Neandertal Hunters

TO RECONSTRUCT what early humans ate, researchers have traditionally studied features on their fossilized teeth and skulls, archaeological remains of food-related activities, and the diets of living humans and apes. Increasingly, however, investigators have been tapping another source of data: the chemical composition of fossil bones. This approach has yielded some especially intriguing findings with regard to the Neandertals.

Michael Richards, now at the University of Bradford in England, and his colleagues recently examined isotopes of carbon (13C) and nitrogen (15N) in 29,000-year-old Neandertal bones from Vindija cave in Croatia. The relative proportions of these isotopes in the protein part of human bone, known as collagen, directly reflect their proportions in the protein of the individual's diet. Thus, by comparing the isotopic "signatures" of the Neandertal bones to those of other animals living in the same environments, the authors were able to determine whether the Neandertals were deriving the bulk of their protein from plants or from animals.

The analyses show that the Vindija Neandertals had 15N levels comparable to those seen in northern carnivores such as foxes and wolves, indicating that they obtained almost all their dietary protein from animal foods. Earlier work hinted that inefficient foraging might have been a factor in the subsequent demise of the Neandertals. But Richards and his collaborators argue that in order to consume as much animal food as they apparently did, the Neandertals had to have been skilled hunters. These findings are part of a growing body of literature that suggests Neandertal subsistence behavior was more complex than previously thought [see "Who Were the Neandertals?" on page 28]. -W.R.L.

NEANDERTAL MEALS consisted mostly of meat (from, for example, reindeer), according to analyses of carbon and nitrogen isotopes in fossilized bone.

lier work hinted that improvements in tool technology around 1.4 million years ago—namely, the advent of the Acheu-lean hand ax—allowed hominids to leave Africa. But new discoveries indicate that H. erectus hit the ground running, so to speak. Rutgers University geochronolo-gist Carl Swisher III and his colleagues have shown that the earliest H. erectus sites outside of Africa, which are in Indonesia and the Republic of Georgia, date to between 1.8 million and 1.7 million years ago. It seems that the first appearance of H. erectus and its initial spread from Africa were almost simultaneous.

The impetus behind this newfound wanderlust again appears to be food. What an animal eats dictates to a large extent how much territory it needs to survive. Carnivorous animals generally require far bigger home ranges than do herbivores of comparable size because they have fewer total calories available to them per unit area.

Large-bodied and increasingly dependent on animal foods, H. erectus most likely needed much more turf than the smaller, more vegetarian australo-pithecines did. Using data on contemporary primates and human hunter-gatherers as a guide, Robertson, Susan C. Antón of Rutgers University and I have estimated that the larger body size of H. erectus, combined with a moderate increase in meat consumption, would have necessitated an eightfold to 10-fold increase in home range size compared with that of the late australopithecines— enough, in fact, to account for the abrupt expansion of the species out of Africa. Exactly how far beyond the continent that shift would have taken H. erectus remains unclear, but migrating animal herds may have helped lead it to these distant lands.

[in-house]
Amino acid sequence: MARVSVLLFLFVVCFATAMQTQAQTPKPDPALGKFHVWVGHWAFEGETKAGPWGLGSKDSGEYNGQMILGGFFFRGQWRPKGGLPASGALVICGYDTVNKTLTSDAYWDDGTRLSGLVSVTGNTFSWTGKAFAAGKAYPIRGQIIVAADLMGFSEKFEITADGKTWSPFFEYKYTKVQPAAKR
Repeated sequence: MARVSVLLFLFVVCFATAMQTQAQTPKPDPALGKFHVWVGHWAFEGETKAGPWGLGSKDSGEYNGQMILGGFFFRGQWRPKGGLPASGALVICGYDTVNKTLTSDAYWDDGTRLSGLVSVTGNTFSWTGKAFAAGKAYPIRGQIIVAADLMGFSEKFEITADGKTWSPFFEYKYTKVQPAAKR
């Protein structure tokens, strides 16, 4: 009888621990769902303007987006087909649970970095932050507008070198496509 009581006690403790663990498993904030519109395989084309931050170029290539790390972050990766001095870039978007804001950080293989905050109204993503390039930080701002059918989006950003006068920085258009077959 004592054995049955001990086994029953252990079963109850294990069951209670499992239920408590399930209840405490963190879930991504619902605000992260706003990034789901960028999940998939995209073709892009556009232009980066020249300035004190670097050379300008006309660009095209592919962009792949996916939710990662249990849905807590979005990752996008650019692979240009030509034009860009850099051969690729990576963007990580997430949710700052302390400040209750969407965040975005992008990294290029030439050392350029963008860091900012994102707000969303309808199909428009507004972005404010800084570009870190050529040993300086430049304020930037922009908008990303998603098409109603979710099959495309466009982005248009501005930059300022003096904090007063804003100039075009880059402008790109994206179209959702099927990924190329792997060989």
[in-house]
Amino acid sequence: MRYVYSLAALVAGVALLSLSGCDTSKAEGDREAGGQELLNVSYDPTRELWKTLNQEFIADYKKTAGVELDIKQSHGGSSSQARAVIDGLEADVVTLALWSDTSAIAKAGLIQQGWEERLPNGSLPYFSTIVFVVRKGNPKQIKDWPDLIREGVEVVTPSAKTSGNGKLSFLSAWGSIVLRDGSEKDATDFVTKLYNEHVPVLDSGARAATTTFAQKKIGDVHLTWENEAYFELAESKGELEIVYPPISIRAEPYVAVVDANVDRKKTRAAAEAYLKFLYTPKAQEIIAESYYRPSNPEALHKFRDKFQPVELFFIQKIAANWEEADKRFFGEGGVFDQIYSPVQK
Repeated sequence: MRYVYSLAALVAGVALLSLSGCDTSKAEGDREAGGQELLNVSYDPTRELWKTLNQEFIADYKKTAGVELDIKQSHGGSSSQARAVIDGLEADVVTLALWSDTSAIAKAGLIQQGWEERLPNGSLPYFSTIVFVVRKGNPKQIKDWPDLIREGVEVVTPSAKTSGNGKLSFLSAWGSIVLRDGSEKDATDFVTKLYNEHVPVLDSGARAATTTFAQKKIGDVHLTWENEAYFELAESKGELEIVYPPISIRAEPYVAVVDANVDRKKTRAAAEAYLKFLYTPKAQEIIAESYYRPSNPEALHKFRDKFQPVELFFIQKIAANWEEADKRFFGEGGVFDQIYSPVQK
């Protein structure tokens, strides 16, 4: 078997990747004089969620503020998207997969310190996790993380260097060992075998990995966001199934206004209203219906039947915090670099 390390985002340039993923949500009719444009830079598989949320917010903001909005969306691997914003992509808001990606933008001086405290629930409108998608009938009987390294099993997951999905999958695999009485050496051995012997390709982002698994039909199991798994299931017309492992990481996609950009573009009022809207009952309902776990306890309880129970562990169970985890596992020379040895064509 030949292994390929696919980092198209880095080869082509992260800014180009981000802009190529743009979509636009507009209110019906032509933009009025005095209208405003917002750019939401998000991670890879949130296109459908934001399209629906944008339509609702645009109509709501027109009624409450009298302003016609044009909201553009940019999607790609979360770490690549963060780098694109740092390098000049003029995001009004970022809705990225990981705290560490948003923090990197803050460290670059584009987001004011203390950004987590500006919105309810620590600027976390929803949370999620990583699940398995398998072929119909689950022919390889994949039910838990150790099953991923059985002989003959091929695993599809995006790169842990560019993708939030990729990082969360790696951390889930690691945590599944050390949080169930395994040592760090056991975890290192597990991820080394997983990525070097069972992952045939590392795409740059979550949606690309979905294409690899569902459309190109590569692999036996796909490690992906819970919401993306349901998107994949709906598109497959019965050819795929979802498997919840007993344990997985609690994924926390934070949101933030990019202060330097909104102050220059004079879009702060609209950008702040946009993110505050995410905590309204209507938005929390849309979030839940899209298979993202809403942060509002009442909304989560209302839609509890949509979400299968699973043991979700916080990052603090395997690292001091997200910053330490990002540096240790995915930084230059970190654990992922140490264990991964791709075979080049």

As humans moved into more northern latitudes, they encountered new dietary challenges. The Neandertals, who lived during the last ice ages of Europe, were among the first humans to inhabit arctic environments, and they almost certainly would have needed ample calories to endure under those circumstances. Hints at what their energy requirements might have been come from data on traditional human populations that live in northern settings today. The Siberian reindeer-herding populations known as the Evenki, which I have studied with Peter Katzmarzyk of Queen's University in Ontario and Victoria A. Galloway of the University of Toronto, and the Inuit (Eskimo) populations of the Canadian Arctic have resting metabolic rates that are about 15 percent higher than those of people of similar size living in temperate environments. The energetically expensive activities associated with living in a northern climate ratchet their caloric cost of living up further still. Indeed, whereas a 160-pound American male with a typical urban way of life requires about 2,600 kilocalories a day, a diminutive, 125-pound Evenki man needs more than 3,000 kilocalories a day to sustain himself. Using these modern northern populations as benchmarks, Mark Sorensen of Northwestern University and I have estimated that Neandertals most likely would have required as many as 4,000 kilocalories a day to survive. That they were able to meet these de-

Dmanisi,

Dmanisi,

Bahr el Ghazal,

Hadar, Ethiopia

Olduvai Gorge,Q Tanzania O

Longgupo, China?

Bahr el Ghazal,

Hadar, Ethiopia

Olduvai Gorge,Q Tanzania O

Laetoli, Tanzania

Healthy Weight Loss For Teens

Healthy Weight Loss For Teens

Help your Teen Lose Weight Easily And In A Healthy Way. You Are About to Discover What psychological issues overweight teens are facing and how do you go about parenting an overweight teen without creating more problems?

Get My Free Ebook


Post a comment